By Alexia Saleem
A couple of years ago another mother told me she thought parents shouldn’t encourage their untalented children to appear on televised game shows like The X Factor. In her opinion, if your child can’t sing, then you shouldn’t let him or her make a fool of himself on national TV. I didn’t agree with her at the time and said so, but I couldn’t find the words to articulate what it was I actually meant, and so ended up dropping the subject.
Then, only recently, a friend of mine was telling me about someone who, in his opinion, had made a fool of himself on social media. The word he used to describe this person’s behaviour was cringeworthy. This time his comment made me feel even more uncomfortable. My discomfort started out as a knot in my stomach which increasingly tightened until it had reached up to constrict the air to my chest and throat.
I pointed out that what he was saying was his opinion and that just because he thought it, didn’t make it true. He said it was not only his opinion but also that of X, Y and Z. Again, I felt my stomach muscles clench. His words were transporting me back to my own childhood, adolescence, early adulthood and then back forward to the present. I thought of all the times I had held myself back, afraid to do or say something that was ‘out there’. How many times I had feared being sniggered at or ridiculed behind my back. I also thought of how many times I have put myself out there and of who might have laughed at my expense.
I found myself suggesting again that my friend’s opinion was his opinion and was also X, Y and Z’s opinions. That it didn’t make said opinion the right one because they all held the same one. He disagreed and said that it was like art. If many people didn’t like a piece of artwork, then it meant that those opinions mattered and that that piece of artwork was worthless.
The whole incident then got me thinking about children in general, not just my own, and what messages we are continuing to give them when it comes to their self-expression and creativity.
We tell our children to go after their dreams. We tell them not to give up. We tell them it’s awesome to be an individual. We tell them to have a voice. We tell them to be strong and brave. And then we go and teach them the exact opposite because we have decided what is rubbish and what is not. What is appropriate and what is not. What is good and what is bad. What is acceptable. What to do to avoid ridicule. What it takes to fit in.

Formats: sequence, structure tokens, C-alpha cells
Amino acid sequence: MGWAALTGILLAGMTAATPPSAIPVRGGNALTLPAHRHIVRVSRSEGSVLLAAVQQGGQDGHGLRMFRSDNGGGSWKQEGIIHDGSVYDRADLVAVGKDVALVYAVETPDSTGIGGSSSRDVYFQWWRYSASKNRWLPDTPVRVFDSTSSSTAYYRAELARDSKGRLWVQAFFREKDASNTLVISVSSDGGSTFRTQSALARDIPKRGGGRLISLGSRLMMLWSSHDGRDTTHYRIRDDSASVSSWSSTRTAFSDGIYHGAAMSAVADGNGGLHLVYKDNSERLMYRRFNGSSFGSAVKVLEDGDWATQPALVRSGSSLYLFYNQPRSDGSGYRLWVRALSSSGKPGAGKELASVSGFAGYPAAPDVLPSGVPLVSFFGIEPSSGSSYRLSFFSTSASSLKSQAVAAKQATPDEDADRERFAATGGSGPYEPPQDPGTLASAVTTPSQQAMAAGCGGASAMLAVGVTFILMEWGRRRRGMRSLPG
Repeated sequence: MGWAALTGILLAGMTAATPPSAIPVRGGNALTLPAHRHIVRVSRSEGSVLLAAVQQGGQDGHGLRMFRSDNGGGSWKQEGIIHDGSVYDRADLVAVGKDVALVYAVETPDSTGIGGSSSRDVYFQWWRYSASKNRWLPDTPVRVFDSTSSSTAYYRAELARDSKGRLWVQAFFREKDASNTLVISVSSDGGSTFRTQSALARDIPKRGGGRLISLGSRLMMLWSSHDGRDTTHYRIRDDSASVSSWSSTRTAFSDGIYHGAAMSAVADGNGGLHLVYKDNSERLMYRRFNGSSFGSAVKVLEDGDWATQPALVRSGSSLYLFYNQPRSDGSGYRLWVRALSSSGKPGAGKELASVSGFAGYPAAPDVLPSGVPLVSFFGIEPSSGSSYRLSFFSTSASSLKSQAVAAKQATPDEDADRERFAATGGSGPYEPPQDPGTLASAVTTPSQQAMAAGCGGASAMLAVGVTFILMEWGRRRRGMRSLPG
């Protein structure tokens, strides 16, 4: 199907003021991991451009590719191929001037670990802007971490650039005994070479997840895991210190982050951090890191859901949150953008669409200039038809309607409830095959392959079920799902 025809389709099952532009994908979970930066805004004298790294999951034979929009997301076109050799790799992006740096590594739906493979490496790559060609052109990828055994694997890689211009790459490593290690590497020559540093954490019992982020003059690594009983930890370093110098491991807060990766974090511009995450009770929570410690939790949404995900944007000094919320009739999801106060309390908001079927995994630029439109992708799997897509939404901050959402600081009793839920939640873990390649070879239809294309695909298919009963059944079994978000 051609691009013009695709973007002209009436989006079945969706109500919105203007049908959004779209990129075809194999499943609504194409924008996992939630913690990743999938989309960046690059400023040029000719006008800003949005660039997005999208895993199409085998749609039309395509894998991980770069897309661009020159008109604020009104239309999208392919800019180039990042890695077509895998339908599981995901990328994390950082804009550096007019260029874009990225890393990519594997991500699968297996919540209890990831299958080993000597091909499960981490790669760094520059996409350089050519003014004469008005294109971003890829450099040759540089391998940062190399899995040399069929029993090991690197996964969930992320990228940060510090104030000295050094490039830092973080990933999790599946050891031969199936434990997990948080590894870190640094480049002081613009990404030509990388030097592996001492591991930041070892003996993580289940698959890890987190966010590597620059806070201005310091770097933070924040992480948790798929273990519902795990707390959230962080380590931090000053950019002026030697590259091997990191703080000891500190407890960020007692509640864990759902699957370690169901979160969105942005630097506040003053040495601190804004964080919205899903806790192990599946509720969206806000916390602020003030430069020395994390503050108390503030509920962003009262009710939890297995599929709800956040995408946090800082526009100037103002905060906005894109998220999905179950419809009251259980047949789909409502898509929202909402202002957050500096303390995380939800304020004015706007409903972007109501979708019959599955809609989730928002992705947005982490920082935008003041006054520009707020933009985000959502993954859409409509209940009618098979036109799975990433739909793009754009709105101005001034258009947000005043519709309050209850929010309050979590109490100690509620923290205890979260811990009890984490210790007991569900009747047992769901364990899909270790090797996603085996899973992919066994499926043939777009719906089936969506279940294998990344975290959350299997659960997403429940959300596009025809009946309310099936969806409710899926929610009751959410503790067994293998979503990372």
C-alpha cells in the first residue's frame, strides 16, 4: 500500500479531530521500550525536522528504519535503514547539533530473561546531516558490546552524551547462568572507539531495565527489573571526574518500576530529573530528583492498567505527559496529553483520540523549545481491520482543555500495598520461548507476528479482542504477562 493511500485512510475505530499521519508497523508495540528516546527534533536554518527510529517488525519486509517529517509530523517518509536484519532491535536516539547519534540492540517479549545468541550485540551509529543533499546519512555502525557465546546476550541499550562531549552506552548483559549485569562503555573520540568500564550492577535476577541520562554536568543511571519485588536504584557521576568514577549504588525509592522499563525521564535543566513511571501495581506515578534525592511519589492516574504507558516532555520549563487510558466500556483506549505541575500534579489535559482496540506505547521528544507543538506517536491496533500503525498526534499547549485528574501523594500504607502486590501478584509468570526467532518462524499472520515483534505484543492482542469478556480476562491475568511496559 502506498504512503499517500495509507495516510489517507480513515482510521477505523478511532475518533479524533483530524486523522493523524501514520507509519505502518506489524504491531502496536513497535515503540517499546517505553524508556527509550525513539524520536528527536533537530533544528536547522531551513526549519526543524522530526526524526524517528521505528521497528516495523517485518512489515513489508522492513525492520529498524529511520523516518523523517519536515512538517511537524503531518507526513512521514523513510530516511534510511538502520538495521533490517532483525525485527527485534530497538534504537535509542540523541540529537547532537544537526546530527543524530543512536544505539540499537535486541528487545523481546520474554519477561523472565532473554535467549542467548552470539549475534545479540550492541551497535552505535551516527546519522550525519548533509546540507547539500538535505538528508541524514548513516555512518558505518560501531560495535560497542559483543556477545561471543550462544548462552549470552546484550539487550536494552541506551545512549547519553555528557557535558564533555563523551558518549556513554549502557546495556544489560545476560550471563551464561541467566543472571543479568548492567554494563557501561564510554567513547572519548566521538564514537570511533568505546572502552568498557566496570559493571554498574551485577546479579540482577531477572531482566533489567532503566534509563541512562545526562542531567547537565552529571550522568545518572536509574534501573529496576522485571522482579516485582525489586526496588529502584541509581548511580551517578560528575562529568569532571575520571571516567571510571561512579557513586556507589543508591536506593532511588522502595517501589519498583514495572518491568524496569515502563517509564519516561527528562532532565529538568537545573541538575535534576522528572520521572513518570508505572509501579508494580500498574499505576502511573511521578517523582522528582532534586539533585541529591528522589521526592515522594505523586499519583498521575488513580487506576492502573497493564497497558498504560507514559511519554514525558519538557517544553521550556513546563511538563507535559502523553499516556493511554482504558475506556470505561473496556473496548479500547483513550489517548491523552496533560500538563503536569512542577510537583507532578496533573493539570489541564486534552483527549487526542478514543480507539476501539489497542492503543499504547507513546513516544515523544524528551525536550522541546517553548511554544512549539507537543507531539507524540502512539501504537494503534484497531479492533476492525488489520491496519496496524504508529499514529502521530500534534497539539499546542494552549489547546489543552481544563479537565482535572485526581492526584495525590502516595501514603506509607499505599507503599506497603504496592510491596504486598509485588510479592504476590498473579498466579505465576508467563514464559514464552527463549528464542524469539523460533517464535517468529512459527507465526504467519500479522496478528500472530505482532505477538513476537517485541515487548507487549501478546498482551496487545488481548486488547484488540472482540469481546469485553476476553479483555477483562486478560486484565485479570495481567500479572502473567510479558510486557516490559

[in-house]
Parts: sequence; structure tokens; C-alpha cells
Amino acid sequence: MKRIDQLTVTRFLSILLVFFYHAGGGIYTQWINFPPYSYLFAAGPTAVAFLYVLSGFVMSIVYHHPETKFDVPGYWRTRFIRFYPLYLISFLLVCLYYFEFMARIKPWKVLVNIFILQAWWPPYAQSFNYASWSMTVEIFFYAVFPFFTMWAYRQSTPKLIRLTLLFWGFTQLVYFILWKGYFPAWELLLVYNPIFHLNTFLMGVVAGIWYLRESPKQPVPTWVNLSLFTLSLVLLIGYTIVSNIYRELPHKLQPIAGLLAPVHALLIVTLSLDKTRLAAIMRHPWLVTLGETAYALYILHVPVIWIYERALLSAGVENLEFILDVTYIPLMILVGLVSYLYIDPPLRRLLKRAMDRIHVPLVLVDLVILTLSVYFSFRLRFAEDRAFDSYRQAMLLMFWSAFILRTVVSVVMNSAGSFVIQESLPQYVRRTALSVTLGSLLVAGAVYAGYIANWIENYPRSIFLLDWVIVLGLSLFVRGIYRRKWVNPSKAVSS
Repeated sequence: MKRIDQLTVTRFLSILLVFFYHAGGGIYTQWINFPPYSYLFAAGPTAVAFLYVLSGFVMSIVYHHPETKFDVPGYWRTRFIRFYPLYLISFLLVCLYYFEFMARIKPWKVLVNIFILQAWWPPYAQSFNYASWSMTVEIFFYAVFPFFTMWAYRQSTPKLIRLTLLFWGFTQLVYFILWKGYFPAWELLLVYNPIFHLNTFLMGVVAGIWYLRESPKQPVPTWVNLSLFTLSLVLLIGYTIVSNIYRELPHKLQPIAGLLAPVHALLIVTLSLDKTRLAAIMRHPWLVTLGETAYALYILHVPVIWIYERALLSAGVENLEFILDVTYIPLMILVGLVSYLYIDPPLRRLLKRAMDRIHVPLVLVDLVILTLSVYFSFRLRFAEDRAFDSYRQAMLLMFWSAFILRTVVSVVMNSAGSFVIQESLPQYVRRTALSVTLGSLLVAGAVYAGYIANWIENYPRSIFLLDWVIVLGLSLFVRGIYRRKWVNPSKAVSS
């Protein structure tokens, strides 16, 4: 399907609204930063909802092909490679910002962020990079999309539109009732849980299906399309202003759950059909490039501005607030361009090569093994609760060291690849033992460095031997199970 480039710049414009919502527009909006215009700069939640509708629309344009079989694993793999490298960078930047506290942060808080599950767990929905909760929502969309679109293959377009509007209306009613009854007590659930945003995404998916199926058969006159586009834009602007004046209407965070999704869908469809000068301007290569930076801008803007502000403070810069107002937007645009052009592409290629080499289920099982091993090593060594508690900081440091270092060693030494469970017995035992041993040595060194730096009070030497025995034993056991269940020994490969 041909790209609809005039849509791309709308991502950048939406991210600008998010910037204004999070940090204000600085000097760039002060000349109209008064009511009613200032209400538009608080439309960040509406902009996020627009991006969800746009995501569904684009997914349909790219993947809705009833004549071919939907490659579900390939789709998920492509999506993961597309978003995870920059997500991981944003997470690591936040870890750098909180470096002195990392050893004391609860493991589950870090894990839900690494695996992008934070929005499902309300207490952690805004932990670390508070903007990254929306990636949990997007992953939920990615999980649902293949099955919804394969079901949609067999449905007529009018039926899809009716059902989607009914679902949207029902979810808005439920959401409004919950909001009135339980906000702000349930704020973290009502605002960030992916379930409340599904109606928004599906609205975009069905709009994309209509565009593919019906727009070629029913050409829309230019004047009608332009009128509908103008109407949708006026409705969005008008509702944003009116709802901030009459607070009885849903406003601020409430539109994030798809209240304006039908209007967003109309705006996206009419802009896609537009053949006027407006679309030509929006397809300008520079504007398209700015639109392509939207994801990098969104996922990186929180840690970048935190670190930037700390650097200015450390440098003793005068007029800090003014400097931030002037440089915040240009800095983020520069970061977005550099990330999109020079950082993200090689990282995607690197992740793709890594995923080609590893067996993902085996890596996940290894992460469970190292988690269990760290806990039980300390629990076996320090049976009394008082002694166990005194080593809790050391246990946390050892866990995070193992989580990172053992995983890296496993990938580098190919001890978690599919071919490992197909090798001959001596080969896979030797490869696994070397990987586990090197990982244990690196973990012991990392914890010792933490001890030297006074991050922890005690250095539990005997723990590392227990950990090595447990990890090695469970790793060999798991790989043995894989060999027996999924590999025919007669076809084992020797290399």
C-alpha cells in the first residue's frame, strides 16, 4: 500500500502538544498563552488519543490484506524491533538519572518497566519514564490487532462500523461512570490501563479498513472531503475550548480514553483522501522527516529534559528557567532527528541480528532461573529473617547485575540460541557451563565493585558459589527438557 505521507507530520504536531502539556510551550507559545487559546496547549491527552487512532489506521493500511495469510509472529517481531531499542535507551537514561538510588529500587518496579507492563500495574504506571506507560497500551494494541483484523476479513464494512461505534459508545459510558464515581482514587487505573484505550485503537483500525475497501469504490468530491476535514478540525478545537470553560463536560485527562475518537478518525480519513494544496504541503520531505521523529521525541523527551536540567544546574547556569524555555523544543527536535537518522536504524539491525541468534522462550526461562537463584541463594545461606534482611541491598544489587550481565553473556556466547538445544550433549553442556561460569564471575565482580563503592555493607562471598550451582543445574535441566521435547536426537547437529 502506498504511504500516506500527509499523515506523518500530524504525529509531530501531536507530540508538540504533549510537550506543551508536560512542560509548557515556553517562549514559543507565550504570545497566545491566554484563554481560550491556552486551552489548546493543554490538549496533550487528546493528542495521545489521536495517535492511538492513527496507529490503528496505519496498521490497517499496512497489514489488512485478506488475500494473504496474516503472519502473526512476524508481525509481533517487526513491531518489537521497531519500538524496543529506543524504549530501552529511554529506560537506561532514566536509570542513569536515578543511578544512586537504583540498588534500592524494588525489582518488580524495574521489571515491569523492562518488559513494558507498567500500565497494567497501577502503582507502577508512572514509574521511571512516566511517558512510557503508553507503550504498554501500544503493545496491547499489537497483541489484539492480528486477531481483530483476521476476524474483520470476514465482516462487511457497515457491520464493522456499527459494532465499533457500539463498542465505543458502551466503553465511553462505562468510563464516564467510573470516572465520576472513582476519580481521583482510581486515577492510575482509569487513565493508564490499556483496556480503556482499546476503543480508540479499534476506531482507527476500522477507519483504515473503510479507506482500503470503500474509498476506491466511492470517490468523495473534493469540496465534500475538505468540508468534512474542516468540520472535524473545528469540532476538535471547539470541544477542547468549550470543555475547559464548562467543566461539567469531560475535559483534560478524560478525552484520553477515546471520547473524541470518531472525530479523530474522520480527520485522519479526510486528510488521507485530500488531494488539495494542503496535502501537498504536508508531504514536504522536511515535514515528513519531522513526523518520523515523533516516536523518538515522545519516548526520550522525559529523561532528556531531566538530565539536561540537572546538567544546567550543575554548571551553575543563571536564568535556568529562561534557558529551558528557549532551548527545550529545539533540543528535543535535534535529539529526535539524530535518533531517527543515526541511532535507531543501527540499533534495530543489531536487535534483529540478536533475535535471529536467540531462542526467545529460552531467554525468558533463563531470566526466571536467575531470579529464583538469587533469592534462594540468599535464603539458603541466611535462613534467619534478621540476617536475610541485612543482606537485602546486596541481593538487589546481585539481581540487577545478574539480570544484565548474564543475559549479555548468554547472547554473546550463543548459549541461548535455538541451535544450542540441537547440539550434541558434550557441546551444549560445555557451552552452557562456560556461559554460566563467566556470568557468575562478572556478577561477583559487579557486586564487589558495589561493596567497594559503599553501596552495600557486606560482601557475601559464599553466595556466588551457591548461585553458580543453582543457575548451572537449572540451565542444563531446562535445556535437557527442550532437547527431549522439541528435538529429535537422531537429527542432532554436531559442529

How can anyone, let alone children, have the courage to try out something new if they are taught from an early age that they will be laughed at by X, Y and Z if they get it wrong? What does that do for their creativity? For their self-confidence? Heck, what does that do for their sense of adventure and fun? I mean seriously, why does anyone care if their kid is rubbish at singing and goes on to X Factor? Isn’t it just an experience? A story they get to tell their kids and grandkids? Do we have to cage people in, in order to protect them from what other people will think of them?
We love watching all these films about lead characters that break the mould and find their voice and we love them because there’s a part inside all of us that wants to break free too. But those characters are always portrayed as exceptional in some way, like they have some extra special gift that ordinary people don’t have.
However, what would happen if we gave ourselves, ordinary people, permission to be extraordinary just for trying? Who cares if what we do or what our children do is cringeworthy? Who cares if it isn’t up to the standard set by goodness knows who? At least we’re trying. Isn’t it time we started teaching our kids that? Isn’t it time we started thinking like that ourselves?
One of my favourite quotes is from Theodore Roosevelt’s famous ‘Citizenship in a Republic’ speech. I think it says it all.
“It is not the critic who counts; not the man who points out how the strong man stumbles, or where the doer of deeds could have done them better. The credit belongs to the man who is actually in the arena, whose face is marred by dust and sweat and blood; who strives valiantly; who errs, who comes short again and again, because there is no effort without error and shortcoming; but who does actually strive to do the deeds; who knows great enthusiasms, the great devotions; who spends himself in a worthy cause; who at the best knows in the end the triumph of high achievement, and who at the worst, if he fails, at least fails while daring greatly, so that his place shall never be with those cold and timid souls who neither know victory nor defeat.”